Though MBS were not quite as thinly traded as treasuries (lowest volume since the first trading day of 2010), the picture wasn't much better.  At least that which is at risk on low volume days--volatility due to the trading that actually happens comprising a larger portion of the total--was not present.  Quite the opposite in fact, as the the same trend that began to emerge early this afternoon remained intact through the close.

In MBS, the 101-07 to 101-10 range covered almost everything since 1030 AM.  That's a quiet, boring day.  I move a lower trendline down to 3.57 on the 10yr yield to show that we're going out today at an even lower yield level than Friday.  So don't let the entire day of slightly worse readings fool you...  The net effect for both markets was FLAT.

And in the spirity of our discussion in MBS Afternoon, this is what we'd expect on a data-free Monday before data-free Tuesday (of course not so "data-free" come time for the 3yr auction).  In that sense, there is not much guidance to go on, save for the price levels and tradeflows themselves.  And if history is any guide, we might expect a bit of a concession to get built into the longer end of the yield curve starting tomorrow.  Of course, just when you think you have things figured out, the market will do what it needs to do in order to make as many people "wrong" as possible, but at least we can say that the pre-auction concession seems to be a near certainty for much of 2009 through present day.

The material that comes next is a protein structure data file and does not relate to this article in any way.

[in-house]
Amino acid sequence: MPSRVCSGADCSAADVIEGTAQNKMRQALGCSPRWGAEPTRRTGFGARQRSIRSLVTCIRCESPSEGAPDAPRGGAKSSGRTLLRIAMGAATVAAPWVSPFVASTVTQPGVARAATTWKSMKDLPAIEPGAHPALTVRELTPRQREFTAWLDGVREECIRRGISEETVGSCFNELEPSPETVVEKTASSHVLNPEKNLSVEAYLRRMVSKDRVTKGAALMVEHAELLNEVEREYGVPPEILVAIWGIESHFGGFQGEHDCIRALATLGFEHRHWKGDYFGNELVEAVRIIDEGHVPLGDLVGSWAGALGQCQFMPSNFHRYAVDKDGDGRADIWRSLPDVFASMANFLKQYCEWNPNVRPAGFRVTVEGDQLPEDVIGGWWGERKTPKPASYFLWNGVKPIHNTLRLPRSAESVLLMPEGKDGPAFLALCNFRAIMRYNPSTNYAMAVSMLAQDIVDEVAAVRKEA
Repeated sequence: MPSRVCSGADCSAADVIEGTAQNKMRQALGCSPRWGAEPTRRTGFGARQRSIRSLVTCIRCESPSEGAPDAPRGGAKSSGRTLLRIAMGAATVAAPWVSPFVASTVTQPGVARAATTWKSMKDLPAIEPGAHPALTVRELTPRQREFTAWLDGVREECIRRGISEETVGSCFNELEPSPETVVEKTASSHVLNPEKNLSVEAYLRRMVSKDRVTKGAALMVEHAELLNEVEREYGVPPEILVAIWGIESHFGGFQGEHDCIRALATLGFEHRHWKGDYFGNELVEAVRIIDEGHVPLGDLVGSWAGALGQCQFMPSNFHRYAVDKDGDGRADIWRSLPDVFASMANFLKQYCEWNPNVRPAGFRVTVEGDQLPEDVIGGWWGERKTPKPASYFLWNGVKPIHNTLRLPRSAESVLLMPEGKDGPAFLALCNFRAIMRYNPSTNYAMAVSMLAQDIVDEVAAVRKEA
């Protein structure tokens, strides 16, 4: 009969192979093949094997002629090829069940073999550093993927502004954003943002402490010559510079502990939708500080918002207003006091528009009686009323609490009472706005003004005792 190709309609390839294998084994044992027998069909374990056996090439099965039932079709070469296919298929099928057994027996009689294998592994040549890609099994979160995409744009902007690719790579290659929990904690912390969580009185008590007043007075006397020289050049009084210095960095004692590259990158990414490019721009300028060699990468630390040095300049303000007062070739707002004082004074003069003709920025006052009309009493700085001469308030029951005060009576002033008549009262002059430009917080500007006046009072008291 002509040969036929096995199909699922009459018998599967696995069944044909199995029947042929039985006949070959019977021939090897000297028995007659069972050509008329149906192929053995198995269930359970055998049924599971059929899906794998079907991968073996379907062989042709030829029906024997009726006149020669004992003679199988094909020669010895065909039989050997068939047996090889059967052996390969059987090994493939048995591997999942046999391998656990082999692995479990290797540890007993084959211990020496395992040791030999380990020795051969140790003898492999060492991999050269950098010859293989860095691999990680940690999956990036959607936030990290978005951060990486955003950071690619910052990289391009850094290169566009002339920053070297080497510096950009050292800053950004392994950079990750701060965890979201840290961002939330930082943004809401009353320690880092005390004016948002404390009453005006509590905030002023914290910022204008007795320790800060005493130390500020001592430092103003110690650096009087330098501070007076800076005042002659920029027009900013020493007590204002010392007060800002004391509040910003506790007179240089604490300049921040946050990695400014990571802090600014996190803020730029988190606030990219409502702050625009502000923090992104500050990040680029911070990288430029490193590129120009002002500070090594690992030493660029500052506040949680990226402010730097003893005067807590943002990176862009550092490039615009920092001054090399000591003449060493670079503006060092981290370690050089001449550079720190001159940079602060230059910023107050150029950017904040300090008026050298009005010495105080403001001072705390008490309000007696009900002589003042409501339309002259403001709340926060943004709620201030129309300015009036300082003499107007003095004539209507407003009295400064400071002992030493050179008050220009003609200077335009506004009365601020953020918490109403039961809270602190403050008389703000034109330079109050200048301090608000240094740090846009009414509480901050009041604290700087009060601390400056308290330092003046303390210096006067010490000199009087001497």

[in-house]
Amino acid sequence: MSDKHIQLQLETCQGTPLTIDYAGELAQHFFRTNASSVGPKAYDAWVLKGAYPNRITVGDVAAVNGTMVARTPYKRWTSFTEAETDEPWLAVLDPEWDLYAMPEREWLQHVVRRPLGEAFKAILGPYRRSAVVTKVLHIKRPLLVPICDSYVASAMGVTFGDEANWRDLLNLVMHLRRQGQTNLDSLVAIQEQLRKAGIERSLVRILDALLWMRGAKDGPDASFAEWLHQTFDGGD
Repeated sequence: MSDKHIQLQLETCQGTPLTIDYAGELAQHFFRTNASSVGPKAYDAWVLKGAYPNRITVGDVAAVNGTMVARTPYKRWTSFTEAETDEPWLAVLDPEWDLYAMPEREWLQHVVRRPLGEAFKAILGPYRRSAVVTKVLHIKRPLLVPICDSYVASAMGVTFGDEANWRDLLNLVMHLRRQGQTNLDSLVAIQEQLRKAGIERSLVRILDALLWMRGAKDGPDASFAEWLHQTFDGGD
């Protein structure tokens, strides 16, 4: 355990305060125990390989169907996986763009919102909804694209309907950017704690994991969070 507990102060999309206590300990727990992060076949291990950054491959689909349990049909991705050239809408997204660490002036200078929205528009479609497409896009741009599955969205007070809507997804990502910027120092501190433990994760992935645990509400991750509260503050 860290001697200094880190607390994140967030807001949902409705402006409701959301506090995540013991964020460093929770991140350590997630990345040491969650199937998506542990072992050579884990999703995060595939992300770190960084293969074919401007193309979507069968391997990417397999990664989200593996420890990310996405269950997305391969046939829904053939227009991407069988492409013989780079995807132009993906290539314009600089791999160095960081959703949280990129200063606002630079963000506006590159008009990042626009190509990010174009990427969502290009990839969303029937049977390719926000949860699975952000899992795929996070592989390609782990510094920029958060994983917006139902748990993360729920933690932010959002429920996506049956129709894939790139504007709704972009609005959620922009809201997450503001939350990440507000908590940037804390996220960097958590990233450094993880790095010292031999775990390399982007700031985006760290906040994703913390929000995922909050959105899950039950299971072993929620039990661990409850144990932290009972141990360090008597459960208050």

Given the current market indigestion of sovereign debt issues and no stock market heroics courtesy of major earnings beats, he may be able to hope for less of a back up than history would suggest.  But even so, with a 10yr that stops at 3.56 today--smack dab on that huge, long term internal trendline, you'd have to be exceedingly bearish to fade the conventional concession and push 10yr yields lower than this ahead of a 10yr auction.  In plain english, since the convention has been to push 10yr rates up slightly on the day or two leading to the auction itself, and since yields have fallen in line with a huge line in the sand between the 2009 range and everything that has come after it, you'd have to be expecting some serious support for the bond market in order to bet against that which many will be betting on. 


Does that mean "lock everything?"  Hmmm...  Not entirely sure, but certainly ready to act early and often unless you want to take a bigger gamble on 10yr results, stock market recoveries, and unprecedented bernanke testimony.